The most common concern that parents express to me as a Speech and Language Pathologist is that their child is not talking yet. In this post, Part 1, I will discuss the different forms of communication that your child might already be using if they are not talking. In my next post, Part 2, I will advise strategies that you can implement to help your child further their language development and start using words.
Children typically start to say their first words at 12 months old, and start to combine two words together by the age of two. However, for some children it may take longer than this which can spark feelings of worry and anxiety among parents.
Nevertheless, it is important to point out that communication involves much more than talking. In fact, non-verbal communication is the foundation upon which verbal communication develops. Therefore, as a parent, try to be aware of the different ways that your child communicates with you so that you can respond in a manner which encourages and facilitates communication using words.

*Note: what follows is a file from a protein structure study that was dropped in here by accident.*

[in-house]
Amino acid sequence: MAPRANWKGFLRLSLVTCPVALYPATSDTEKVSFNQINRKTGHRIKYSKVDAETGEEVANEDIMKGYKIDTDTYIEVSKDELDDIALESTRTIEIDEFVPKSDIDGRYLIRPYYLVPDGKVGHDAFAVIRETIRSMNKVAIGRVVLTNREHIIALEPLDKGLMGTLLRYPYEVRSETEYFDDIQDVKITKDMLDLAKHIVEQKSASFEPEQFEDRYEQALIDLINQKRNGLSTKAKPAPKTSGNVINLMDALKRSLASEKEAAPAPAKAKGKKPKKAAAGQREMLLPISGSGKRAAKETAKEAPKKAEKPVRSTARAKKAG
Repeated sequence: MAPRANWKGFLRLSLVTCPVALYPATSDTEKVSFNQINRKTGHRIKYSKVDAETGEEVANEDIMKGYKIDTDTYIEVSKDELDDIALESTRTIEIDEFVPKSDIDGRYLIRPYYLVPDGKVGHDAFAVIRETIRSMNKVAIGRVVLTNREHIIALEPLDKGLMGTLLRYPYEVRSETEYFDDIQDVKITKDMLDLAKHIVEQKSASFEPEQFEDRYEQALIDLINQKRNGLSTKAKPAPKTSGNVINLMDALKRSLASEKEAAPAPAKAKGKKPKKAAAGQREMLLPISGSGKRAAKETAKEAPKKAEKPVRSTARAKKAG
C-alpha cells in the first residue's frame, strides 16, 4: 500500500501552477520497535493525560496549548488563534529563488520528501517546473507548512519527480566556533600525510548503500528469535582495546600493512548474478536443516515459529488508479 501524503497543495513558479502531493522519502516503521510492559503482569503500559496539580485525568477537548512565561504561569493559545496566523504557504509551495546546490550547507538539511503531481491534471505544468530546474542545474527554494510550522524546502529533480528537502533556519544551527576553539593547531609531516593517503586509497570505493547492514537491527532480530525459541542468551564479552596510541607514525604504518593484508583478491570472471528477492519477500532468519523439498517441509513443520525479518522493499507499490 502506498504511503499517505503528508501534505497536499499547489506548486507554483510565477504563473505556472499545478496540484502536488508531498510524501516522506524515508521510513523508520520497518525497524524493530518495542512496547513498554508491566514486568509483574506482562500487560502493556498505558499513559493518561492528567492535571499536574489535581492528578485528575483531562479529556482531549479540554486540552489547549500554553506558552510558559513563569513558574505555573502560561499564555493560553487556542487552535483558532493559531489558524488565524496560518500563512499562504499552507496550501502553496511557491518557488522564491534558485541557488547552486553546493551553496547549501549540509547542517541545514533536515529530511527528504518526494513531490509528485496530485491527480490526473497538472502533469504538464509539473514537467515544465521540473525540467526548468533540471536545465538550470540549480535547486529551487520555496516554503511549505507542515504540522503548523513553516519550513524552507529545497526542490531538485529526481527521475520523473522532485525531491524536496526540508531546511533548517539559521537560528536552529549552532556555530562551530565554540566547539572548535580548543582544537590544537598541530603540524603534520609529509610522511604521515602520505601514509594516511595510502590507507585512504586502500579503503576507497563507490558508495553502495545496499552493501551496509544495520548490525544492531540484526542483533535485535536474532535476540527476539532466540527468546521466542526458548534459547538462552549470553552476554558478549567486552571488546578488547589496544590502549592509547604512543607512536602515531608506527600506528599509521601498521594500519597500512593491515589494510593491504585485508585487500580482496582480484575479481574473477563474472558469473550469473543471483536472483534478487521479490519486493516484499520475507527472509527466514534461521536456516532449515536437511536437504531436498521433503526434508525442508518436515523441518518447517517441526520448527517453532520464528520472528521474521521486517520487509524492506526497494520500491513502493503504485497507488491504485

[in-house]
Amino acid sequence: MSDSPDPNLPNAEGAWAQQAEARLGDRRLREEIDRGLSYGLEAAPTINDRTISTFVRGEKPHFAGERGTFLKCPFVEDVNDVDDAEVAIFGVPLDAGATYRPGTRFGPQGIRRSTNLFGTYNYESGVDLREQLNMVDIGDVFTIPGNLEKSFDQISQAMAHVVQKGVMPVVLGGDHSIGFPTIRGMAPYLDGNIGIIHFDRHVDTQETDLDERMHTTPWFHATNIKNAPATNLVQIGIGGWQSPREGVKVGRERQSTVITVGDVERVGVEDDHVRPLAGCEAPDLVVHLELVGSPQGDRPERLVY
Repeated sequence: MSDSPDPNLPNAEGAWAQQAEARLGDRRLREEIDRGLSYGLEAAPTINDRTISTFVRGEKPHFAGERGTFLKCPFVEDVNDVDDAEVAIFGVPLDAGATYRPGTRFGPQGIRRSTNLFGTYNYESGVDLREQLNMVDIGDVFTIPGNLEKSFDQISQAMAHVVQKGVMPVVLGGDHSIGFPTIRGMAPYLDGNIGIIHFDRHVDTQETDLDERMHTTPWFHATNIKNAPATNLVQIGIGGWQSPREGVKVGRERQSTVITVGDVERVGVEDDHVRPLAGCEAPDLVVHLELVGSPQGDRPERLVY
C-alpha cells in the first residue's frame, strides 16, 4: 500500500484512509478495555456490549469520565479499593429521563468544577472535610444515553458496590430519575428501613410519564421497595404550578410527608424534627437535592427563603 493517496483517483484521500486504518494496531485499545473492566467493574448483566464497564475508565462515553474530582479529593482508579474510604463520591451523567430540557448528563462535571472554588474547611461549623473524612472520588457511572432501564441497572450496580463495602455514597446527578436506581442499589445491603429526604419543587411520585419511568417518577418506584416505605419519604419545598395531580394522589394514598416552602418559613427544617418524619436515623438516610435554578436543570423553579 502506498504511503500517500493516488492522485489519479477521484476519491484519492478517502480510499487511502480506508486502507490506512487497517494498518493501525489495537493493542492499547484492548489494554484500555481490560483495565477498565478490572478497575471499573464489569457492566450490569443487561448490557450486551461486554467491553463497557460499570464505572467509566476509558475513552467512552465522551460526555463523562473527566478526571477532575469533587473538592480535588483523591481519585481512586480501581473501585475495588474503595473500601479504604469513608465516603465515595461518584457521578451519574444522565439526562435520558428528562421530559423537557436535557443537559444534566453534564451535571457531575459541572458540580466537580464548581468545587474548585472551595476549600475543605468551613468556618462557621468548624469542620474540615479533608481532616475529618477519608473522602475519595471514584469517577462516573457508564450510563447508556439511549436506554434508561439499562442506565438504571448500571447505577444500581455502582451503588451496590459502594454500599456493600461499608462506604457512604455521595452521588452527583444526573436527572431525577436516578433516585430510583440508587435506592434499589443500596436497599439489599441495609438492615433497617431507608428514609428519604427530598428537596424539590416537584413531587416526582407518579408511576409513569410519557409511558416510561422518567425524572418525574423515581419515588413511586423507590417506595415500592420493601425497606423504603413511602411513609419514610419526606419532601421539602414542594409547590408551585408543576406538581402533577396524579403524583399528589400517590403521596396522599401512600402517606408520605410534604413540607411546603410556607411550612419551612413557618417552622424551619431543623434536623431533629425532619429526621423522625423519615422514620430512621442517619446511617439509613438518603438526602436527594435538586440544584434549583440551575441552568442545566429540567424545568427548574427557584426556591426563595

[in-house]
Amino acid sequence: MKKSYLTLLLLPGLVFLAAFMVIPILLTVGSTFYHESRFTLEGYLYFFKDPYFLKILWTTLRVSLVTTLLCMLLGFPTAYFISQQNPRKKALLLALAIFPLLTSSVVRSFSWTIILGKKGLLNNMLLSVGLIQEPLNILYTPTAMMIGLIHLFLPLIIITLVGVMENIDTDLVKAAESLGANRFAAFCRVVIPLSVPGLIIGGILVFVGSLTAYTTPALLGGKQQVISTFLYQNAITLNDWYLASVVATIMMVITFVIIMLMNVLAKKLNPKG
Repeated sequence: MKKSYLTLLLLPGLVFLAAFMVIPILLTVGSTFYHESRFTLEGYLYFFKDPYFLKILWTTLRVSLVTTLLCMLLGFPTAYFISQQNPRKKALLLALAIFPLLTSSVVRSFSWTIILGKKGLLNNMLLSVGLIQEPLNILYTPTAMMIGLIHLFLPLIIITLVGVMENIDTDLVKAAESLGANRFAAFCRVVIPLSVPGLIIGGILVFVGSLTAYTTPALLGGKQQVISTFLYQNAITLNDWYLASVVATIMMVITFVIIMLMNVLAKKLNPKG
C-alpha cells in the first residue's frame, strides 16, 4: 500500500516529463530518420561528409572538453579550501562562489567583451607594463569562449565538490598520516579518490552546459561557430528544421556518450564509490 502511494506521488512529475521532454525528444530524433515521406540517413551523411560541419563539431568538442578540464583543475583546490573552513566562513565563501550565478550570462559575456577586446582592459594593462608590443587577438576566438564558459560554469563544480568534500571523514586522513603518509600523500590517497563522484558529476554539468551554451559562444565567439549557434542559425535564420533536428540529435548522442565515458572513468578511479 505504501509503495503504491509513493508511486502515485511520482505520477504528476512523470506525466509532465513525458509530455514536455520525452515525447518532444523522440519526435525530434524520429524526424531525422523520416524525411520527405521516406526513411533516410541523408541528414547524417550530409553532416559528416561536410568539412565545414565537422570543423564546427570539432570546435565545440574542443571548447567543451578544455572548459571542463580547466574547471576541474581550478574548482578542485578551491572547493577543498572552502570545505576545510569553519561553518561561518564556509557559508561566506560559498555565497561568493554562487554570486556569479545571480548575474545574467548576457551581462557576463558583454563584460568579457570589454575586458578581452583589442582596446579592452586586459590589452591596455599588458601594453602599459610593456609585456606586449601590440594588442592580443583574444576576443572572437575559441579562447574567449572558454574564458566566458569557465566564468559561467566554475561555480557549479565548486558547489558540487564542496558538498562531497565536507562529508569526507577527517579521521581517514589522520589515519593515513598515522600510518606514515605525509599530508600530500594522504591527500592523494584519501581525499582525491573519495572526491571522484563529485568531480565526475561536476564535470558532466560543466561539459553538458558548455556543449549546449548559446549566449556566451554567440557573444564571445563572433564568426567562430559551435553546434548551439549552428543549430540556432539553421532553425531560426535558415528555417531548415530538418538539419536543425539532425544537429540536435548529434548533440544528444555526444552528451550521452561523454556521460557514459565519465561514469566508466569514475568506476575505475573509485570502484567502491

Some of the different ways your child might already be communicating with you include:
1. Your child may point to objects to draw your attention to them.
2. Your child might use their head (e.g. shake head for “no”) or hands (e.g. wave for “hello”) to convey a message.
3. Your child establishes and maintains eye contact.
4. Your child may bring objects to you.
5. Your child may pull you to objects.
6. Your child might display joint attention by looking at an object, then at you, then back at the object again.
7. Your child might be babbling (e.g. “mama”, “dada”).
8. Your child may try to imitate words you say at times but only produce a sound or a syllable.
9. Your child might make sounds during play.
10. Your child uses facial expressions to show you how they feel.
If your child has not started saying their first words yet but is using some of the above forms of communication, you can help them with their language development by using some very simple strategies. These strategies will be discussed in my next article – Part2: My Child Is Not Talking Yet!
Importantly, if your child is not using words yet and is also not using most of the different communication methods outlined above, I strongly recommend that you consult with a Speech and Language Pathologist.
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